Job Offers

Specials more

Top 5 -yesterday

Top 5 -last month

Top 5 -last week

Berry growers learn about improved retractable roof technology

More growers are seeking out better technologies when it comes to retractable roofs. That is the message from Luis Gaxiola of Cravo Equipment, based in Ontario Canada. Cravo is a family-run business with 35 years of experience in designing and manufacturing automatic retractable roof houses. Gaxiola gave a presentation at the North American Strawberry Growers Association conference in New Orleans last week.

Gaxiola observed in his presentation that growers look to retractable roofs to gain more control over their climate than what tunnels can offer. According to him, retractable roofs offer growers the chance to maximize production. "Growers from all corners of the world are trying to be more efficient with their production methods in order to be more profitable by planted area," he said. "They are looking for ways to enhance the production windows, allowing their production to have greater value."

In cold climates
Retractable roofs are used in a cold climate to allow the maximum amount of sun energy possible. By opening the roof when temperatures are not too low, it allows the plants to invigorate growth and help reduce moisture problems. 

"The ability to retract the roof when outdoor conditions are optimal, allows plants to receive more light and warm up faster from being exposed to direct sunlight," Gaxiola said. "The combination of more light, lower humidity and wind helps dry off the plants to increase the rate of water loss which helps increase flower development, increase fruit size and BRIX. Drying off the leaves will also help reduce the risk of foliar disease."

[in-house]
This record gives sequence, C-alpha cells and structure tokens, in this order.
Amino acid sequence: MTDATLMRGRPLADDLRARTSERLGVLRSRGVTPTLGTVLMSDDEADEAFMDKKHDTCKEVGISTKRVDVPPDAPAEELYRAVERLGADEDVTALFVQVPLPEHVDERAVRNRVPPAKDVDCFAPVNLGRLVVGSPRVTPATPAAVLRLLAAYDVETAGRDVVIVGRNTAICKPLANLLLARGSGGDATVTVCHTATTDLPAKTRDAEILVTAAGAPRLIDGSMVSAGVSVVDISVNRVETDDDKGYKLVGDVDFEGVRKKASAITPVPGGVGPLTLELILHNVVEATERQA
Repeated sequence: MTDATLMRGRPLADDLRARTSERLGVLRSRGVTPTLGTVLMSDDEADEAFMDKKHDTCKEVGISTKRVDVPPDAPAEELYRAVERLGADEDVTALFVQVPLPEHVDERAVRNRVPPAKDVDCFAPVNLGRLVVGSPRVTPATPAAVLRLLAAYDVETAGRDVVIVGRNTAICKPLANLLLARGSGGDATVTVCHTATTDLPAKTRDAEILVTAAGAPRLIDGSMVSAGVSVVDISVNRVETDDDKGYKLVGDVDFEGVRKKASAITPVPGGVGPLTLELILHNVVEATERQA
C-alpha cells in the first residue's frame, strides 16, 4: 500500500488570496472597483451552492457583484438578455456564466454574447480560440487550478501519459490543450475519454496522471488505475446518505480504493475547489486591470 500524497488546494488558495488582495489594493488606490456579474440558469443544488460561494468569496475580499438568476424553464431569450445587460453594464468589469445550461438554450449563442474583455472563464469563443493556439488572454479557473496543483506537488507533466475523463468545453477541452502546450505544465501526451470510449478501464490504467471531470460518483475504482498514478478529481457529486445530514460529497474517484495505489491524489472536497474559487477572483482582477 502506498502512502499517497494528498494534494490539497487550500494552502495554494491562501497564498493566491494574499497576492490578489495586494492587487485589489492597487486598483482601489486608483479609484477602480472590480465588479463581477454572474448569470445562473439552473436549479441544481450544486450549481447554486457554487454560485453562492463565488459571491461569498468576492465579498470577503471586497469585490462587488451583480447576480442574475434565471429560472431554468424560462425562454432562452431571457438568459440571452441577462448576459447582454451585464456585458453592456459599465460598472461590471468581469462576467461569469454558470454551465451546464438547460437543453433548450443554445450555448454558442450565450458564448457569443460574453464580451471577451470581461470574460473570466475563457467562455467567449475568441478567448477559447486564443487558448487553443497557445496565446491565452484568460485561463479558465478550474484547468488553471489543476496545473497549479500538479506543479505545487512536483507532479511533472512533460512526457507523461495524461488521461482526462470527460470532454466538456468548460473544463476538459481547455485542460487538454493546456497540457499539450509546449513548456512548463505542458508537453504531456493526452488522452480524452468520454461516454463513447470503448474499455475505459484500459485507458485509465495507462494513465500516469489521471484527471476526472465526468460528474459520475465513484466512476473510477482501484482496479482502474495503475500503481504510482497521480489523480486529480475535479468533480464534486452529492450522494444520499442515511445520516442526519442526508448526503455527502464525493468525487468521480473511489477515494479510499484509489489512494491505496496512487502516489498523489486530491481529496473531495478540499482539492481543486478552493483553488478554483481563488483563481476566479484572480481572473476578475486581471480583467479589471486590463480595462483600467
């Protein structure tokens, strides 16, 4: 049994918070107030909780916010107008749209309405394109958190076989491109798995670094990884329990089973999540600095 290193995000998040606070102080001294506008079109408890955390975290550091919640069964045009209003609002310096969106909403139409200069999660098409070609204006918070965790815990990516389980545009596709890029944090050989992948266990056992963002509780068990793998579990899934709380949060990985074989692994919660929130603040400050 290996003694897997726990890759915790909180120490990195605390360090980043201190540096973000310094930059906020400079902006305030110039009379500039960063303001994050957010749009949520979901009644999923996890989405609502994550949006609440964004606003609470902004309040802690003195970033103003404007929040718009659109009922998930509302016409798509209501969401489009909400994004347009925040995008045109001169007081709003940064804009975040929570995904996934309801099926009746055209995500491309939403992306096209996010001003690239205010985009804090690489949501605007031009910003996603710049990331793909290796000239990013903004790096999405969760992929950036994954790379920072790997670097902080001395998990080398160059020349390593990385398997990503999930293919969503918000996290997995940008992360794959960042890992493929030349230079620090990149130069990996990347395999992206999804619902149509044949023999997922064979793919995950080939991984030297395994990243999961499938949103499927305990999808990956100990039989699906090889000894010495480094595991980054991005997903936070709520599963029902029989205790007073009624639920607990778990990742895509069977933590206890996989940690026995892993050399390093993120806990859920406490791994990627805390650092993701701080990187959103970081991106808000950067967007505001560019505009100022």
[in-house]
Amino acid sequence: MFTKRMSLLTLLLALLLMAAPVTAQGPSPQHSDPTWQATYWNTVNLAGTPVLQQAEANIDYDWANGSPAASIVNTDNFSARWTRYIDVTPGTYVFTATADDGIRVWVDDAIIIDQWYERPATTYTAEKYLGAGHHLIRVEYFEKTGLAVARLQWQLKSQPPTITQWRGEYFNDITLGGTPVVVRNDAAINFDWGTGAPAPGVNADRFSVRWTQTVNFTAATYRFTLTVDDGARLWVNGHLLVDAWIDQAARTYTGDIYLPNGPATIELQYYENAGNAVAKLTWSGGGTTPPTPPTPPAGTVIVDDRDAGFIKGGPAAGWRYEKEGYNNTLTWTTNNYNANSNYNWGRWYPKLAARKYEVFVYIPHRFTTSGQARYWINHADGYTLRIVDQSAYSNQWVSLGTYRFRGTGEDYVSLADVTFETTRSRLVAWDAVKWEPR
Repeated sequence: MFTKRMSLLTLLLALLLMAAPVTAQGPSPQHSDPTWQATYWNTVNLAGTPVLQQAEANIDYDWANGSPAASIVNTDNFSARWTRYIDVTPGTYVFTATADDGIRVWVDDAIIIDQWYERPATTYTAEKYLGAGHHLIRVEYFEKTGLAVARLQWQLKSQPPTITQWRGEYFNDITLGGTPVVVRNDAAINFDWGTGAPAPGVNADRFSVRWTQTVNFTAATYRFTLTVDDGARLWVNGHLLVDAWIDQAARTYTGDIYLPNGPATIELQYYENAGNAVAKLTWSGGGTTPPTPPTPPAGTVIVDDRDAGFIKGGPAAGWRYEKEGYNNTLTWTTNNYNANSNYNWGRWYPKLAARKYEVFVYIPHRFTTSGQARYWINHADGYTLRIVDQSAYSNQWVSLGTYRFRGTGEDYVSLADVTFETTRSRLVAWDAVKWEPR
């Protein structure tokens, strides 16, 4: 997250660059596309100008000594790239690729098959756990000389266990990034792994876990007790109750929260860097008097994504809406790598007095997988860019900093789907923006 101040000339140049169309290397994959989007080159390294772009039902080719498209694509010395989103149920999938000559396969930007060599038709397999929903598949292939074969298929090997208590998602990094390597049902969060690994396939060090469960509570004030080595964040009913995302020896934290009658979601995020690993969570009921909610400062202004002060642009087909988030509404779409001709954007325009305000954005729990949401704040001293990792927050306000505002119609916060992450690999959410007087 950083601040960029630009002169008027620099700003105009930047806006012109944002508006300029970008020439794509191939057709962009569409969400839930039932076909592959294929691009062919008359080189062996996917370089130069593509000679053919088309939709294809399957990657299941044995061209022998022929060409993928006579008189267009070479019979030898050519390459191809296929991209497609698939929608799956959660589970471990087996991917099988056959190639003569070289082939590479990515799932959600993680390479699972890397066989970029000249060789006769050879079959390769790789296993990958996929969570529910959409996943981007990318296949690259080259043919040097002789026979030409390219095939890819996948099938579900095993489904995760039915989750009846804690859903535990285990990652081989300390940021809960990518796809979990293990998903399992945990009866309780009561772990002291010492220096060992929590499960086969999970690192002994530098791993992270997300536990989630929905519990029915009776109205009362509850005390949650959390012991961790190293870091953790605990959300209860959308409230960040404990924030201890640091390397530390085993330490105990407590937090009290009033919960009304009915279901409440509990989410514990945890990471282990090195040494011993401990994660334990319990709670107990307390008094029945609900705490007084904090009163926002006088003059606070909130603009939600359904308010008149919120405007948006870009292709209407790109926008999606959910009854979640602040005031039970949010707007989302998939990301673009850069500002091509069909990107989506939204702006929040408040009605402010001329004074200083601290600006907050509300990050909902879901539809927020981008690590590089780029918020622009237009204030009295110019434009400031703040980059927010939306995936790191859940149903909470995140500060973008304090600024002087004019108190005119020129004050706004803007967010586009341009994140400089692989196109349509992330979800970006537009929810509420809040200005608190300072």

The roof can then be closed to protect berry crops from cold temperatures, when they are present. "If temperatures are low and these represent a risk to the crop, the roof can then be closed," he added. "For the cover, we use a transparent plastic roof, which produces a greenhouse effect and can remain completely closed to protect the berries, resulting in a greenhouse effect.

In hot climates
For berry growers located in warmer areas, Gaxiola said the retractable roof will also aid in maximizing production. He also recommended using a white roof to reflect away strong sunlight. "When growing in hot climates, a retractable white cooling roof will allow growers who are targeting winter production to transplant weeks earlier, allowing them to harvest earlier before open field production comes into focus," he said. "The white roof can also be closed at night during the winter to help increase production by keeping plants warmer at night. Growers can then also use the white cooling roof to help extend the season in the springtime when the excessive heat causes and end to open field production and conventional tunnel production. A low pressure mist system will also help reduce plant stress during the hot dry conditions which tend to occur in the later spring.

The roof can be retracted and closed as appropriate to keep temperature and humidity levels more consistent. "The roof can be retracted when temperatures are lower than ideal for the crop," Gaxiola continued. "Then, when this temperature is exceeded the roof can be closed 90% to protect the crop from high levels of radiation. Additionally, a high pressure sprinkler system can be installed to keep the relative humidity conditions at optimum for the crop. For these projects a white plastic is used to give a shade effect to the crop."